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Research Highlights

Published: Fri, 01/12/2018 - 1:30pm

The reaction, at first glance, seems simple. Combustion engines, such as those in your car, form carbon monoxide (CO). Sunlight converts atmospheric water into a highly reactive hydroxyl radical (OH). And when CO and OH meet, one byproduct is carbon dioxide (CO2) ­– a main contributor to air pollution and climate change.

But it’s more complicated than that. Before CO2 is formed, a short-lived, intermediate molecule, called the hydrocarboxyl radical (HOCO), is formed. The existence of HOCO was first proposed over 40 years ago, but the unstable nature of the molecule made it difficult, nearly impossible, to observe. The Ye group of JILA, however, has been closing in on the impossible.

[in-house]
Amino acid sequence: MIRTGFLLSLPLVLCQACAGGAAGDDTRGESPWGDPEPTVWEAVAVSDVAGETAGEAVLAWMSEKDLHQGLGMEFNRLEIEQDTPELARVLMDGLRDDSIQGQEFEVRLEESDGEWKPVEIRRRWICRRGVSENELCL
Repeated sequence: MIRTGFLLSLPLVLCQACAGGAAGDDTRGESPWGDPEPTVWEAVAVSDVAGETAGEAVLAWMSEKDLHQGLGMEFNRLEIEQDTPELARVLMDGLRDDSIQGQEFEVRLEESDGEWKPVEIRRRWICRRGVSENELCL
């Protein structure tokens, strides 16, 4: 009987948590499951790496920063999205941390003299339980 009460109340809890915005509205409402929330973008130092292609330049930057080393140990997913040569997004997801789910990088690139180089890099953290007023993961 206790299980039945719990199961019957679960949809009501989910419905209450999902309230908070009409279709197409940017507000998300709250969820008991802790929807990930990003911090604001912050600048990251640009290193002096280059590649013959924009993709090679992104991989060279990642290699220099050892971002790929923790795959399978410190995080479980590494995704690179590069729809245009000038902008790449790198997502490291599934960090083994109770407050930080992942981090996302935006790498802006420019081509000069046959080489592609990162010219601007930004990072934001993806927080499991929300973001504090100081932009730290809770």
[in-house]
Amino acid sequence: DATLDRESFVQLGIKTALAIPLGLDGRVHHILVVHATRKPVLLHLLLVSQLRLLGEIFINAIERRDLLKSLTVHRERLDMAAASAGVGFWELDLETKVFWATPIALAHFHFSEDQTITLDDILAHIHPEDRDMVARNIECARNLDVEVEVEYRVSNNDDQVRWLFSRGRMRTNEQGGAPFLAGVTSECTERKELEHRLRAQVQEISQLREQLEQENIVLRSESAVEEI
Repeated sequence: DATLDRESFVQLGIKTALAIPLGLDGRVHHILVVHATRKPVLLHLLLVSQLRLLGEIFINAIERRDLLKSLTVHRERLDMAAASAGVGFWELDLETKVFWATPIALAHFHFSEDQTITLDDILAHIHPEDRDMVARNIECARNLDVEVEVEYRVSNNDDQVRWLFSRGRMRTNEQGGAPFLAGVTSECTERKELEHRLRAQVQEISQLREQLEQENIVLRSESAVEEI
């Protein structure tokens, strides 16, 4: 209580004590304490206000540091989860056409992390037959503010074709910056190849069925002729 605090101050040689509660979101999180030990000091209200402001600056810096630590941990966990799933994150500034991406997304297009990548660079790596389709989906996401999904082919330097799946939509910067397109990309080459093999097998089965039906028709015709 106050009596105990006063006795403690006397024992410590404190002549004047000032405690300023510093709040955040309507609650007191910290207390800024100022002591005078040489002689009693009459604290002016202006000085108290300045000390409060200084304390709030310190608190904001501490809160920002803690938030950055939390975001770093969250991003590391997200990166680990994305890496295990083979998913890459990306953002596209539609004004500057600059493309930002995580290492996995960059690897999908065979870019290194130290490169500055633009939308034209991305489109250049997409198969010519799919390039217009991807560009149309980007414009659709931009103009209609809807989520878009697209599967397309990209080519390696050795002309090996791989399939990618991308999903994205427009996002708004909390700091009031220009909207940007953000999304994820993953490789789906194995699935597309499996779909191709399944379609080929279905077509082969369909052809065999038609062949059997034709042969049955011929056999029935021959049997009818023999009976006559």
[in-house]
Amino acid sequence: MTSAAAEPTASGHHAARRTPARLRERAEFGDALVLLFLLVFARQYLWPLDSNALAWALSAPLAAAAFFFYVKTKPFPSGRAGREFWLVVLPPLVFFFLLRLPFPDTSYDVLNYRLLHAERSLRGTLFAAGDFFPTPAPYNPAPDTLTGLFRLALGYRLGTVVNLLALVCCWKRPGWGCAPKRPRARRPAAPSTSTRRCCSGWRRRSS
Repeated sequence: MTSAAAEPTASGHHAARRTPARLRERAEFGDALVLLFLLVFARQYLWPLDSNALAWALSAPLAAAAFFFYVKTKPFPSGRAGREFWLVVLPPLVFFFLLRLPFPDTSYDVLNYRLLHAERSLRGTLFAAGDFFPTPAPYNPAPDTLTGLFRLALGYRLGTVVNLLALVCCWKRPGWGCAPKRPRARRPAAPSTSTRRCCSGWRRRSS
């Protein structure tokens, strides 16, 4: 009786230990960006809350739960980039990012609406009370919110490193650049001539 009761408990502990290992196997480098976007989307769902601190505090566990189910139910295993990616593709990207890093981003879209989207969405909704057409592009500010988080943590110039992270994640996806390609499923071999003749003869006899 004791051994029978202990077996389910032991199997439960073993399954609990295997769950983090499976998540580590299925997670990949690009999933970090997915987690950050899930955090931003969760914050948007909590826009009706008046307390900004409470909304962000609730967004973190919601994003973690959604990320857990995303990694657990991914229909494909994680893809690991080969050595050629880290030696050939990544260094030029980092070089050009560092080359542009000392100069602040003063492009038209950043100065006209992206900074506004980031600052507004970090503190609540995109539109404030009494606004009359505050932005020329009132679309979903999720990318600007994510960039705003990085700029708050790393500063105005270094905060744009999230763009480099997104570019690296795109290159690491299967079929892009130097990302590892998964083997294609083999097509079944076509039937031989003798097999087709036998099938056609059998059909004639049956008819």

The deuterated version of HOCO, called DOCO, was observed by Bryce J. Bjork, Thinh Q. Bui, Jun Ye, and their collaborators in 2016. Deuteration, or substituting a heavier version of the hydrogen atom, called deuterium, reduced signal...

Published: Apr 03, 2005

A high-powered JILA collaboration led by JILA Fellows Jun Ye and Chris Greene is making...

Published: Apr 03, 2005

Three years ago Jun Ye decided to apply an old idea for amplifying and stabilizing continuous-...

Published: Mar 31, 2005

Pete Roos, Tara Fortier, Xiaoqin Li, Ryan Smith, Jessica Pipis, and Steve Cundiff are using a...

Left to their own devices, deuterium atoms would attach themselves to cold specks of soot...

Triatomic hydrogen ion (H3+) has many talents. In interstellar clouds,...

The race is on! Two mice chase one another around a curvy, roughly elliptical white stripe....

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